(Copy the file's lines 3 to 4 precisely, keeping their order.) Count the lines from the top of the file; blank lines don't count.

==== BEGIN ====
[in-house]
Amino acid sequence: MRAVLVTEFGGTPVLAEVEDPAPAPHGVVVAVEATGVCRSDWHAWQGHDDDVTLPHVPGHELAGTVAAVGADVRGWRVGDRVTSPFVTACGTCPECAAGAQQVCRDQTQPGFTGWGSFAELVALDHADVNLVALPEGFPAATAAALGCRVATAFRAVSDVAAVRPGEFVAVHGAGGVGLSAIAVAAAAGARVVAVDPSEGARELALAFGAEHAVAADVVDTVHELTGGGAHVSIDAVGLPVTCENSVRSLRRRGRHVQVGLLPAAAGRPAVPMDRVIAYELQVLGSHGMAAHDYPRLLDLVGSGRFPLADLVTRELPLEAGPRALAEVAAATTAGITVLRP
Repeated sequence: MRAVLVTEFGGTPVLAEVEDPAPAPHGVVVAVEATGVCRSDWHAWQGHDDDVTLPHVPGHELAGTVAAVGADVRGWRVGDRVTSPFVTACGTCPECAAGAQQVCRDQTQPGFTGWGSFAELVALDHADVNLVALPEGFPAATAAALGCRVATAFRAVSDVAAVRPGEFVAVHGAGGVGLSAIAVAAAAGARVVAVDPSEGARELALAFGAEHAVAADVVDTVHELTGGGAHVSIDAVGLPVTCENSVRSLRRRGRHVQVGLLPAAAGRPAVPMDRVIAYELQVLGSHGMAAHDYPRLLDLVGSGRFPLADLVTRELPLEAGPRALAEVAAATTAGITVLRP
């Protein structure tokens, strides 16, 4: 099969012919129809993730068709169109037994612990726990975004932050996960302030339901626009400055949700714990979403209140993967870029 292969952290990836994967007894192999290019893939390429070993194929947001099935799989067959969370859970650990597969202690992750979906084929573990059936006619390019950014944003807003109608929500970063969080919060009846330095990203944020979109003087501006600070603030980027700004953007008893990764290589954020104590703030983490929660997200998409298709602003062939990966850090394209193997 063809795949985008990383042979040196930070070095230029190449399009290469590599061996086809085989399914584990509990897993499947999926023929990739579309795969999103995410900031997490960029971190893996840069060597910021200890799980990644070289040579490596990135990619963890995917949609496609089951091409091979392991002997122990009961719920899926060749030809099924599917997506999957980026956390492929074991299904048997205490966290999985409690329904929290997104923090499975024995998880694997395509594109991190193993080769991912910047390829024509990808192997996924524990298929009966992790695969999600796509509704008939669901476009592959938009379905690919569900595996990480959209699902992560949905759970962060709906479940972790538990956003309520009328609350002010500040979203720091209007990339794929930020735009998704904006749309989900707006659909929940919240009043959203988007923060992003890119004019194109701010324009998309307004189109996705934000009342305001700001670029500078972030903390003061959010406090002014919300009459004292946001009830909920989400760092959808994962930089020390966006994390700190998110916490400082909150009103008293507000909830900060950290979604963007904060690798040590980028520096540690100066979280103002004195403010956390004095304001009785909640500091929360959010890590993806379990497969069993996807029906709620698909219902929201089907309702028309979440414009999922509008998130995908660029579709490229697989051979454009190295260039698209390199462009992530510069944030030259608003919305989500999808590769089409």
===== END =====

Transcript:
Repeated sequence: MRAVLVTEFGGTPVLAEVEDPAPAPHGVVVAVEATGVCRSDWHAWQGHDDDVTLPHVPGHELAGTVAAVGADVRGWRVGDRVTSPFVTACGTCPECAAGAQQVCRDQTQPGFTGWGSFAELVALDHADVNLVALPEGFPAATAAALGCRVATAFRAVSDVAAVRPGEFVAVHGAGGVGLSAIAVAAAAGARVVAVDPSEGARELALAFGAEHAVAADVVDTVHELTGGGAHVSIDAVGLPVTCENSVRSLRRRGRHVQVGLLPAAAGRPAVPMDRVIAYELQVLGSHGMAAHDYPRLLDLVGSGRFPLADLVTRELPLEAGPRALAEVAAATTAGITVLRP
């Protein structure tokens, strides 16, 4: 099969012919129809993730068709169109037994612990726990975004932050996960302030339901626009400055949700714990979403209140993967870029 292969952290990836994967007894192999290019893939390429070993194929947001099935799989067959969370859970650990597969202690992750979906084929573990059936006619390019950014944003807003109608929500970063969080919060009846330095990203944020979109003087501006600070603030980027700004953007008893990764290589954020104590703030983490929660997200998409298709602003062939990966850090394209193997 063809795949985008990383042979040196930070070095230029190449399009290469590599061996086809085989399914584990509990897993499947999926023929990739579309795969999103995410900031997490960029971190893996840069060597910021200890799980990644070289040579490596990135990619963890995917949609496609089951091409091979392991002997122990009961719920899926060749030809099924599917997506999957980026956390492929074991299904048997205490966290999985409690329904929290997104923090499975024995998880694997395509594109991190193993080769991912910047390829024509990808192997996924524990298929009966992790695969999600796509509704008939669901476009592959938009379905690919569900595996990480959209699902992560949905759970962060709906479940972790538990956003309520009328609350002010500040979203720091209007990339794929930020735009998704904006749309989900707006659909929940919240009043959203988007923060992003890119004019194109701010324009998309307004189109996705934000009342305001700001670029500078972030903390003061959010406090002014919300009459004292946001009830909920989400760092959808994962930089020390966006994390700190998110916490400082909150009103008293507000909830900060950290979604963007904060690798040590980028520096540690100066979280103002004195403010956390004095304001009785909640500091929360959010890590993806379990497969069993996807029906709620698909219902929201089907309702028309979440414009999922509008998130995908660029579709490229697989051979454009190295260039698209390199462009992530510069944030030259608003919305989500999808590769089409």